In 2017, 66% of admissions directors in higher education missed their enrollment goals. This figure is up from 62% in 2016 and 57% in 2015, a trend that has many higher education marketing departments scrambling for more leads and not necessarily better leads in order to meet enrollment benchmarks.
The focus on high-touch, high-quantity lead generation has led to antagonism between marketing departments and other downstream entities, particularly enrollment/admissions departments whose success hinges on converting lead flow into fully-populated cohorts.
As a result, these departments are often found operating in contrariety. Differential metrics of success, i.e. filling CRMs vs. filling classrooms, cause them to pull in opposite directions, when in reality they should be tied at the hip and share a singular goal: find and enroll qualified students who are going to succeed both inside and outside the walls of the institution.
Evaluating Lead Sources
Rather than solely focusing on lead quantity, higher ed institutions should take into account student Lifetime Value (LTV), or the qualitative factors involved in enrolling students who are likely to succeed throughout their educational career and become successful ambassadors for future prospects.
Lead source is of crucial importance in order to create a marketing strategy that coincides with student LTV. In order to get as many prospective students as possible, many institutions turn to mechanisms where they are purchasing leads rather than generating and cultivating them organically. An institution can, for example, purchase a list of prospective students who have taken college entrance exams and designate each student on that list as a lead. Affiliate marketing and mass media are also common tactics. Leads that are derived from these sources may be interested in higher education as a whole, but a particular school often has no way of knowing if they are a good fit for their institution.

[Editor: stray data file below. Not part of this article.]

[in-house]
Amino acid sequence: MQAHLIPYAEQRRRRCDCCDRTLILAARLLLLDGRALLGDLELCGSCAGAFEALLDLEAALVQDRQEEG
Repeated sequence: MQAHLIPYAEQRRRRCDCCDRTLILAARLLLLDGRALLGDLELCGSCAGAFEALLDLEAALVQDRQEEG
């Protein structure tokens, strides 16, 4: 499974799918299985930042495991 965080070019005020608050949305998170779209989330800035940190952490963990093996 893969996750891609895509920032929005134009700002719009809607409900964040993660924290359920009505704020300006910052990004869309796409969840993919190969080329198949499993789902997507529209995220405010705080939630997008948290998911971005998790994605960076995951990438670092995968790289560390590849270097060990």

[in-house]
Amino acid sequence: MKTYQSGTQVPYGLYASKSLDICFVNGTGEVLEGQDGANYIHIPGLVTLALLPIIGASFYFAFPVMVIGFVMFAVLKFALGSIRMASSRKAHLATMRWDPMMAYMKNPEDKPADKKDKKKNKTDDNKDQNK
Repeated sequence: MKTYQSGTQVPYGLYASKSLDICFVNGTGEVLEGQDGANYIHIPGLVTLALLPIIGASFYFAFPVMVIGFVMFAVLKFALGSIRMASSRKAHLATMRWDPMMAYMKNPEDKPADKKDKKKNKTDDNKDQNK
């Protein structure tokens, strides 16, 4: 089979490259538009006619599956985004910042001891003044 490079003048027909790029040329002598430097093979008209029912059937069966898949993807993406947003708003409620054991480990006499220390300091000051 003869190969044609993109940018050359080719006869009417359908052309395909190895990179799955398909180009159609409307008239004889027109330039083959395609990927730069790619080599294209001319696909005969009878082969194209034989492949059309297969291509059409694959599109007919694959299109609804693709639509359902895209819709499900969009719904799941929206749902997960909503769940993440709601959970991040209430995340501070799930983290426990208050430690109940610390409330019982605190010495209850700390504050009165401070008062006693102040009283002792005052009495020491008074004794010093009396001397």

Leads garnered organically and by utilizing an institution’s own assets are most likely to result in more engaged students who are a great fit for the school. A nicely laid out website is perhaps the best way to acquire leads who are interested in your particular institution. Social media and recruiting events are also good channels with which to talk to students about their aspirations and whether they might be a good fit. The optimal strategy uses a mix of lead source channels, and the particular mix differs from institution to institution depending on the goals and internal structure of the school.
Where a school gets their leads speaks to a crucial but often overseen factor in the current environment — lead quality, or the likelihood a lead will actually become a student, succeed in their educational journey and reflect well on the institution post-grad. By using lead generation strategies that focus on quantity over quality, it may be easy to demonstrate a large lead pool that makes it appear that marketing efforts are bearing fruit. But what matters most is enrollments and, beyond that, converting on quality leads that promise to engage in the classroom, matriculate, graduate, and make an impact in their career and on future prospects.
Considering lead source is an important step in order to make sure marketing and enrollment/admissions are aligned and that lead flow is turning into qualified enrollment.